What I Have Learned Growing up as a Military Brat
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What I Have Learned Growing up as a Military Brat


April 24, 2020

April is the month of the military child, so I thought it would be fitting to write an article about the military child. Military Brats have it hard. They move frequently, and they lose friends.

With all of this time on our hands, you'll get a little insight into a military child's life, and how this quarantine is like day to day life for military brats. Holidays and birthdays sometimes have to get mushed together and celebrated when the family has the time. Sometimes birthday parties just aren't in the cards.

As for the word brat, it's a term of endearment in the military. It is sometimes elongated to "BRATT" and that means Be Ready At Tough Times.

Where even is home?

The thing about being a military brat, at least in my experience, is that you don't really have a home. I didn't claim any one given place as "home" for a long time. While some had to move out of the country with their military parents, others didn't.

The hard part of being a military child is how often you move.  You move about every two years, and you lose a lot of friends because of that fact. Home isn't a place for us. It's where you feel safest, and it's where your family is. 

What about Mom/Dad?

"What about Mom/Dad?" That's a question that's gone through every kid who's had their parent go off to war's mind. "What's going to happen to them while they're gone?" In the picture below, you can see a goodbye. A goodbye that that kid is going to remember forever. The goodbye before they didn't see their mom for a year.

Sometimes, that's the last thing that they remember of their parent. Because unlike so many, some parents don't come home.  "What about Mom/Dad?" is a legitimate question. Us military brats are pros at worrying about our parents. 

Our Language

PCS, 1700, O' dark 30. All of those are part of "our language." In military terms, 1700 translates to 5 o'clock, PCS means Permanent Change of Station, O' dark 30 means 12:30 am. Birds are helicopters,  "Charlie" is the letter C.

DITY is when you do IT yourself (a move where you pack, box, load, move, unload, and unpack all your stuff.). TDY is Temporary DutY; my dad had this status when he went to different states, or when he was fighting the California Wildfires. SDO is a Staff Duty Officer.

You generally had this on weekends, nights, or holidays. You had to go to the headquarters building for it.

Our houses aren't "Normal."

As part of the life of a military family, we keep little trinkets from every place we've lived. While they may not look as cool as the image pictured below, they are what makes our house, our house. In my family, we had lighthouses. In other family's homes, they had maps of the places where they'd lived.

What School is Like For Me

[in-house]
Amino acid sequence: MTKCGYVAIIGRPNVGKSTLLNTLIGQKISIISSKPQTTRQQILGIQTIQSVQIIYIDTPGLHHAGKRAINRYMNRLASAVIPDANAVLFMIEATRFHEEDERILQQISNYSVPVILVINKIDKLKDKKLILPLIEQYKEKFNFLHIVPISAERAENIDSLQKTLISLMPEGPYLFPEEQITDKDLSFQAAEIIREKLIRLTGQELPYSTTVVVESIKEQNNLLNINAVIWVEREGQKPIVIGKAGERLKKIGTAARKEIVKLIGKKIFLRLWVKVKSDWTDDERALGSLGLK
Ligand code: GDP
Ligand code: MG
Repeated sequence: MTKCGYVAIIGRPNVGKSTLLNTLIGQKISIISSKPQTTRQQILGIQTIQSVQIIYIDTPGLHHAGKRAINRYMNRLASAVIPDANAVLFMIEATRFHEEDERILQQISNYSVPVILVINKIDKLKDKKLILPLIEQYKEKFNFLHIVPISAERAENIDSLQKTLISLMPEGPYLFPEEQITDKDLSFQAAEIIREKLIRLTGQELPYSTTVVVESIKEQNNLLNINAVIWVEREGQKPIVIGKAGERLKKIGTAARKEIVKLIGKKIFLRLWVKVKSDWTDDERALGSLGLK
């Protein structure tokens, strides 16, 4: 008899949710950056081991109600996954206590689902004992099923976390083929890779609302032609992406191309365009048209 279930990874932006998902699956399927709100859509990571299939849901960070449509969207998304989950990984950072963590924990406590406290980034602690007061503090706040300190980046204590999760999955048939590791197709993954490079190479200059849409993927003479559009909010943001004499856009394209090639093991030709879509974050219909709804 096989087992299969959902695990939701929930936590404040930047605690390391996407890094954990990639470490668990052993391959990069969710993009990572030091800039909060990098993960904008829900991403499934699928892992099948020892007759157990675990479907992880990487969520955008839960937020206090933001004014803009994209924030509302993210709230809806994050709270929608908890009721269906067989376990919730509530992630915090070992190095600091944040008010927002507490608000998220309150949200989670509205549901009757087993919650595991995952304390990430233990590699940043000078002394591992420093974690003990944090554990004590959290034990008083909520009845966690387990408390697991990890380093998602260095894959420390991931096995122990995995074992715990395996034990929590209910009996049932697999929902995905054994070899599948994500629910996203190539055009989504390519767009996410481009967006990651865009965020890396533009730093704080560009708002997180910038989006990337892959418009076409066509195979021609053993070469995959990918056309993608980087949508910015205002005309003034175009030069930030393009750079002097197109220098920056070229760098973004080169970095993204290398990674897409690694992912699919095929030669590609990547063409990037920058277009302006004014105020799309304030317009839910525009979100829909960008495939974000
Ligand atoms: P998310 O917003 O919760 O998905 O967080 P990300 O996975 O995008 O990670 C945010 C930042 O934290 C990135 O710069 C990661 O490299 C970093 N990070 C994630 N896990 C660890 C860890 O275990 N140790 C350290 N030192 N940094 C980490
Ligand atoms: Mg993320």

The problem with being a milbrat (military brat) is schooling. While I had it lucky and was homeschooled, I've had friends who didn't have it so lucky. Switching schools every two years isn't easy.

Sometimes you move in the middle of the school year, and there's *nothing* you can do to stop it. You have to uproot your social life and move on. Stress is a crucial factor in how you function, but you gain resistance to stress levels. It's part of life, you go anywhere, and you grow anywhere.

The Special Hobbies We Pick Up

We use hobbies as coping skills to deal with stress. Some of us used books as an escape. My sister and I rode horses.

My other sister wrote books and played the piano. The point I'm making here is that we all have our escape from life, just like civilian kids. We use what we can find, for some it's dancing, for others it sports.

For some of us, it's trail rides. For others, it's reading. Not everything about the life we live as military brats is extraordinary; sometimes, we use the same things to get through the motions as you do.

The Biggest Difference Between "Military" and "Civilian" kids

There's a pretty big difference between milbrats and civilian kids. We're good at moving; we can get along with almost anybody; after being somewhere for a day, we might accidentally call it home. We're accustomed to the military.

We've been to promotions, we've seen our parents in uniform, we've been without our parents for long periods. While civilians may have quite a bit of those features, they don't have all of them. Military life isn't easy; it's heartbreaking.

However, it is an experience that helps you shape your view of the world. It helps you know the intimate parts of what it is to be patriotic. We go silent at the national anthem, we stop whatever we're doing and stand, look towards the flag, and put our right hand over our heart. Although the military is hard, I will say, I am very glad that I was born into it.

Solstice Raeanne
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Writer since Apr, 2020 · 4 published articles

Solstice Raeanne is a 17-year-old military child and is a primarily mental health-based writer. Solstice is very passionate about mental health rights, and social justice. You can usually find Solstice spending their time reading Ellen Hopkins novels, writing poetry, computer programming, or scrolling through Pinterest.